Interesting to note that during my freshman year I lived in Andres Hall (back left), and my sophomore year in Zimmerman (back right). Of the three residence halls that made up the early incarnation of the East Wheelock Cluster when I was at Dartmouth, I did not live in Morton Hall, which you can see in the foreground on the right. As I recall, there was a fair amount of criticism of the East Wheelock Cluster (once called the New Dorms) because they were an attempt to establish a residential college of the sort overseen by the late former Dean of First Year Students Peter Goldsmith when he was at Mathey College at Princeton. A very un-Dartmouth kind of program tutted the traditionalists. And so perhaps an odd choice of name for the unofficial leader of Save Dartmouth. Only Mr. Andres Morton Zimmerman really knows.

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Alaska, influence, politics

Alaska’s Congressman Still Has Clout (…?)

The Fairbanks Daily News-Miner wrote a post-election story examining the political fortunes of its lone U.S. representative–and, to a large degree, the political fortunes of the state.

Entitled “Alaska’s congressman still has clout,” the article emphasizes how powerful Young had become during Republican domination of Congress. While senior members of the minority party still have great influence (though mainly within the party), the guarantees that Young might have made to Alaska–such as, most famously, the so-called “Bridge to Nowhere,” but also drilling in ANWR–will be even harder to follow through on. As reporter Sam Bishop wrote:

During the past month, Young repeatedly stated that the House would stay under Republican control. He said the incessant media speculation about a Democratic takeover was generated by wishful thinking.

Speaking with Alaska reporters in Washington, D.C., before Congress recessed in early October, Young was upbeat about his future options.

“I am in the catbird’s seat when it comes right down to it,” he said.

With the exception of Tony Knowles’s eight years as governor from 1994 to 2002, and Wally Hickel’s Alaska Independence Party governorship (though the first time Hickel was governor, he was a Republican), Alaska has been dominated by Republicans at the state and federal level for the last couple of decades. It is a routine argument told to Alaskan voters that they should keep voting for Republicans if only for strategic reasons: with Republican dominance, why offend national Republicans or risk losing federal dollars by electing a Democratic senator or representative? Essentially, go along to get along.

For more than a decade, Alaska has received the most per capita federal funding of any state. Last year, it was $985 per capita–an amount that fell to $489 this year when Sen. Ted Stevens was rotated out of the Appropriations chairmanship. But that still made Alaska number one. With the new incoming Congress, will Alaska remain on top?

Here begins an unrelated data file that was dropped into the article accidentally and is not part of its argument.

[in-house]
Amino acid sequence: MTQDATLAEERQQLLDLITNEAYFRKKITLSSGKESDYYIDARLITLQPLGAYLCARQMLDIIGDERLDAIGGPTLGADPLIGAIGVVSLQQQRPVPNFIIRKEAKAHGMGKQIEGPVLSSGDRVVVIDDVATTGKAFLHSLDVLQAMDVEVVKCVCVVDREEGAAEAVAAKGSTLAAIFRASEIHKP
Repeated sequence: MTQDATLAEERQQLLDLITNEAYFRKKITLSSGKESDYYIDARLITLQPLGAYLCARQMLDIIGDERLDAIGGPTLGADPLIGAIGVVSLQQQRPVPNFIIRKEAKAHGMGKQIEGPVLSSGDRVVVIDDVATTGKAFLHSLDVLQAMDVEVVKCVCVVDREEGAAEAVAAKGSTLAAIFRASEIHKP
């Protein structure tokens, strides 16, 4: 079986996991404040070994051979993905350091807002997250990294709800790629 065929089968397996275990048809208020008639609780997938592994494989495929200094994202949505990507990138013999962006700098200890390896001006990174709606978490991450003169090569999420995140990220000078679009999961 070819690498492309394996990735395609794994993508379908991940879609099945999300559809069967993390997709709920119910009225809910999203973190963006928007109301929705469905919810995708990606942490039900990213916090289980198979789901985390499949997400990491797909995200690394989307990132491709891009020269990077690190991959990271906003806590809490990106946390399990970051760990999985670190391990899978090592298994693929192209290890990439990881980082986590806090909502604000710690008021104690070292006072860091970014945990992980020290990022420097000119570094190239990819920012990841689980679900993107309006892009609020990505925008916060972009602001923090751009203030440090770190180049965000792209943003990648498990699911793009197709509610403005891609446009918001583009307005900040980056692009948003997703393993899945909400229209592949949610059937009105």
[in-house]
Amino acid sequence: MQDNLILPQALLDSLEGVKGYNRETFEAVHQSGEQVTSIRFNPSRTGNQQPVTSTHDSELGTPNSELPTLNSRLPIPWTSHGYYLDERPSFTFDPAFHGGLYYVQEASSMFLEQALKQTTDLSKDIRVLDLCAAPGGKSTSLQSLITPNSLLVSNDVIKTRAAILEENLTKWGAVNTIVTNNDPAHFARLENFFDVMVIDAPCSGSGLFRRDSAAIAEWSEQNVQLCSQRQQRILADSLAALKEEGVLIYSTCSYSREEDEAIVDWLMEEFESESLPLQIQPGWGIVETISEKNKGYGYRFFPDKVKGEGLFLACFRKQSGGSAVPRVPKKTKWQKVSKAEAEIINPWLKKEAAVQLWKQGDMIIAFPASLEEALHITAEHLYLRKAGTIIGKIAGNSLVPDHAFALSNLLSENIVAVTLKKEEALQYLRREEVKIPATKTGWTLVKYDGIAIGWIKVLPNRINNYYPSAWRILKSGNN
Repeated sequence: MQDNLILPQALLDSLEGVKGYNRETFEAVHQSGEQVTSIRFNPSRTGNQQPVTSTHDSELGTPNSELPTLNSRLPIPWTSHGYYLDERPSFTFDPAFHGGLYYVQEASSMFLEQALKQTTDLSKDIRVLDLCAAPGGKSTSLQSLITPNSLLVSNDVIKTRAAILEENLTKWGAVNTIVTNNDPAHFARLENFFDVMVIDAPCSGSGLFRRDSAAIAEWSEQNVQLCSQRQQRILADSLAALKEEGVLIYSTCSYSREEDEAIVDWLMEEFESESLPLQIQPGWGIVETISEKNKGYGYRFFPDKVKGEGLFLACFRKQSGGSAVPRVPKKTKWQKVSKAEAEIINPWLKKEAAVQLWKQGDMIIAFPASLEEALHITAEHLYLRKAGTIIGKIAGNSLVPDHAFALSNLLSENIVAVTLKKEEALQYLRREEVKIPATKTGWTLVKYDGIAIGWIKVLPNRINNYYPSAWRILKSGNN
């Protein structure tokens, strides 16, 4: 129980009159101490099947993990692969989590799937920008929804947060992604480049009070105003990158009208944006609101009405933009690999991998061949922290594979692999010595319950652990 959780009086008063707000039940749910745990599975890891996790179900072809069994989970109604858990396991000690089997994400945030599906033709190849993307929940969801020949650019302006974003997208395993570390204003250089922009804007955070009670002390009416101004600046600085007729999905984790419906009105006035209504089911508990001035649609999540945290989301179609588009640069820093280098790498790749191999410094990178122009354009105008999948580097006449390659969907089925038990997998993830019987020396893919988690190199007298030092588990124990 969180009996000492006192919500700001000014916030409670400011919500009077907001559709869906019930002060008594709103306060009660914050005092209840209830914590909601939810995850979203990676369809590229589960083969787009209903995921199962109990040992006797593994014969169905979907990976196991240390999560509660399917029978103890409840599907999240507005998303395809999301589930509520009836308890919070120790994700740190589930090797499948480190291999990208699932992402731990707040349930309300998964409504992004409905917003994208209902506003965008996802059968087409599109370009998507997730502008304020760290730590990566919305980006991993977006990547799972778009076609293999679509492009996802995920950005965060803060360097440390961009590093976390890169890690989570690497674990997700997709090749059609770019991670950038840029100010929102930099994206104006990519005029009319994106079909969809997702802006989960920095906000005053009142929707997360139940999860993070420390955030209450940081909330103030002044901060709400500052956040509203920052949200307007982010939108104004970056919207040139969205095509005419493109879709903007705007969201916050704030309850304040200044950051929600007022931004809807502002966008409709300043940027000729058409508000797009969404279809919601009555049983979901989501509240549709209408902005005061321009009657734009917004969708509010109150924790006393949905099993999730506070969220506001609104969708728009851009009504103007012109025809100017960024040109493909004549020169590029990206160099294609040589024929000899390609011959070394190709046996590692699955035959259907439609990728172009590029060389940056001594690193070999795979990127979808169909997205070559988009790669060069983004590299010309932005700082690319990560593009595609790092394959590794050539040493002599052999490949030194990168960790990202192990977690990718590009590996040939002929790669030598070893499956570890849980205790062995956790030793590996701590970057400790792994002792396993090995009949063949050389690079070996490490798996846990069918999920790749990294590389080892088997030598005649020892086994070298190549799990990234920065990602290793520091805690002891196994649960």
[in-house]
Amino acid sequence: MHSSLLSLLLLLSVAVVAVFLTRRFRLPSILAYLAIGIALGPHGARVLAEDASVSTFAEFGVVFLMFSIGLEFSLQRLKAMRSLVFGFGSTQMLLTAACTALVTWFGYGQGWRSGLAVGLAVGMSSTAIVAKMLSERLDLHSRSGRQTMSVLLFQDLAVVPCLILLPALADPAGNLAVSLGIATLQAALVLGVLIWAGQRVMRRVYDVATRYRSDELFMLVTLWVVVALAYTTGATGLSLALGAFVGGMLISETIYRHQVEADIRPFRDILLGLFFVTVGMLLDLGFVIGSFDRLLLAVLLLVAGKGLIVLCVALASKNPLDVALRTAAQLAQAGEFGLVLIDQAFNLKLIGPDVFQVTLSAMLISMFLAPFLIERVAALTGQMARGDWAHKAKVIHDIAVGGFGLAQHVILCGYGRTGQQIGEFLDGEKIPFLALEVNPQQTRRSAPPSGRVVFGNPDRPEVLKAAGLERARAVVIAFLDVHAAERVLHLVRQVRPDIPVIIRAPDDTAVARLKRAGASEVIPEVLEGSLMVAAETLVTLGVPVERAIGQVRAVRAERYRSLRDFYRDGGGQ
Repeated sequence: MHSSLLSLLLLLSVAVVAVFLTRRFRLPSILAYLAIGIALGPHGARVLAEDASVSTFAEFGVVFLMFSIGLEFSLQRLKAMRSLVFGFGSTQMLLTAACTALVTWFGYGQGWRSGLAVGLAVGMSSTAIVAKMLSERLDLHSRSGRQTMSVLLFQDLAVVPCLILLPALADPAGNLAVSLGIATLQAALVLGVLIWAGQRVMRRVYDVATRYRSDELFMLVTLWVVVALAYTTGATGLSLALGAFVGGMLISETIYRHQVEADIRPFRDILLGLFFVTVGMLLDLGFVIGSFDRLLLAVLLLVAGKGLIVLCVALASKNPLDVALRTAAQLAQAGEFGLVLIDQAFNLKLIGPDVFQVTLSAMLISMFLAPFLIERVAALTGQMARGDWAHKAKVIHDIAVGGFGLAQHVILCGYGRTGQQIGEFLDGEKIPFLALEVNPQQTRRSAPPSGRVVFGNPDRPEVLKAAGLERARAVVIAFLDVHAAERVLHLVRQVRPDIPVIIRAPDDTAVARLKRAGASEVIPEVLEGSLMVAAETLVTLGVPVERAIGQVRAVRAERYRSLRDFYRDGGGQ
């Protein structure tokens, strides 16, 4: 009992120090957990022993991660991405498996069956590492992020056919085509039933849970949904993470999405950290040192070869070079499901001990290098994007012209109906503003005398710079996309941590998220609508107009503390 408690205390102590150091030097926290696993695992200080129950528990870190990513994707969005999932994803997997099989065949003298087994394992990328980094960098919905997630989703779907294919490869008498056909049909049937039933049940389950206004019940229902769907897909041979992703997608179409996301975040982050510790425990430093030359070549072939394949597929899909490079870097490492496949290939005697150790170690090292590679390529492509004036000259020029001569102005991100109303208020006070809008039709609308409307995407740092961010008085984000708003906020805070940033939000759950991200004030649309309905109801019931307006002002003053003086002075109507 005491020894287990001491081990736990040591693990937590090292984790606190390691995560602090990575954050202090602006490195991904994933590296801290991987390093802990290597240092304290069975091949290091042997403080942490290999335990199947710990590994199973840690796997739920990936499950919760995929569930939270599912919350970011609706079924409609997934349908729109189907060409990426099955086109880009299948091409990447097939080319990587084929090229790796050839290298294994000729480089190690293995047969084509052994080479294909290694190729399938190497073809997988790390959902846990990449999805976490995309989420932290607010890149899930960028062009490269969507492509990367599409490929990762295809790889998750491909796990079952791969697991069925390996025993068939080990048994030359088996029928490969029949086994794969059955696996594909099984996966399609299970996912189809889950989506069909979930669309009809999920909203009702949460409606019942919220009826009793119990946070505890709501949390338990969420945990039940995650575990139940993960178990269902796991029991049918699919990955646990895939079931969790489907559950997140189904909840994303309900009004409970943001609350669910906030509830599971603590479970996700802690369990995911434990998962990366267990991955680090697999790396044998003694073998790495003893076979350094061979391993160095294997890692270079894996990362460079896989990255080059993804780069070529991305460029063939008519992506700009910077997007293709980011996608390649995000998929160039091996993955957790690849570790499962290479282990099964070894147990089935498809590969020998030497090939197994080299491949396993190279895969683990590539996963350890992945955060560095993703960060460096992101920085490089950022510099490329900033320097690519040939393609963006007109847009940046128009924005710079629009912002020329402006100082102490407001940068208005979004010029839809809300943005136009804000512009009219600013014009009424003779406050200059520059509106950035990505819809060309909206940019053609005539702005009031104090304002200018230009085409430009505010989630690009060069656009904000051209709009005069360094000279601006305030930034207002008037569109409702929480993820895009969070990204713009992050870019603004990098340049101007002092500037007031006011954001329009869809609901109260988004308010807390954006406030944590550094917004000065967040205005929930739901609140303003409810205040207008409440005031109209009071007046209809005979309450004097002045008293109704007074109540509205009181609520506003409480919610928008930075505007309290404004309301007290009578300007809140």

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influence, technology

Meet TED

A couple of years ago, a friend told me about the Technology, Entertainment, and Design Conference, which both of us still can’t afford to go to. Would we even get through the application process? Luckily, Tom Abate (whom I once met and found to be a really nice guy) alerted readers of The Tech Chronicles blog that some of the TED presentations are available online (thanks to BMW).

Great! So, do I watch these online before, after, or during all the Frontlines I’ve missed and that new Moyers series?

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education, influence, journalism, photography, San Francisco

All Apologies: On Being a Bad Blogger

Dear Reader, I am sorry that I have not posted here for weeks–weeks! It’s not been for lack of content or interest, but merely lack of time and energy.

I have been trying to sort out the tangled decision about where to go in the next stage of life. I have made a handful of visits to Berkeley and its Graduate School of Journalism. I recently returned from New York City and its Columbia Graduate School of Journalism. I have sought counsel from a long list of luminaries, including Adam Hochschild, Barry Bearak, Bill Drummond, John Lyons-Gould, Rod Mackenzie, Alisa Dichter, Vera Petkova, Gary Lenhart, Andrew Revkin, Tom Valtin, Nanette Asimov, Rebecca Solnit, Cynthia Gorney, my mother, Soon Hyouk Lee, William Pallister, Rob Gunnison, Jeremy Rue, Daniel Porter, David Perlman, Peter Alsop, Brian Chang, Adrian Cotter, Pat Joseph, Joan Hamilton, Ethan Klein, Mike Papciak, Jon Mooallem, and many, many others, and I appreciate very much their thoughts. I had an opportunity to ask Jon Stewart, but then his son began to cry. I think it is foolish to turn too inward when making a decision like this–I’ve been exposed to all kinds of perspectives and angles that did not initially occur to me. I’ve discovered extra information; for example, I scooped the San Francisco Chronicle by about two weeks on Orville Schell’s stepping down as dean at Berkeley, but had nowhere to publish it (except, I suppose, here). But I do risk the Clintonian trap of too much information, with its built-in delays and eventual paralysis by analysis.

It is, apparently, important to point out that these programs both are graduate schools, because they are the only two in the country. Nick Lemann, the New Yorker staff writer and Columbia dean, was careful to emphasize this. (City University of New York will be inaugurating a third graduate school this fall.) The rest are open to, and presumably overwhelmed by, the undergraduate mob.

But as for you, Reader, as a sign of my affection I include this photograph. A friend noted that it “looks like it’s leaning over to give the pole a kiss.” That is just adorable.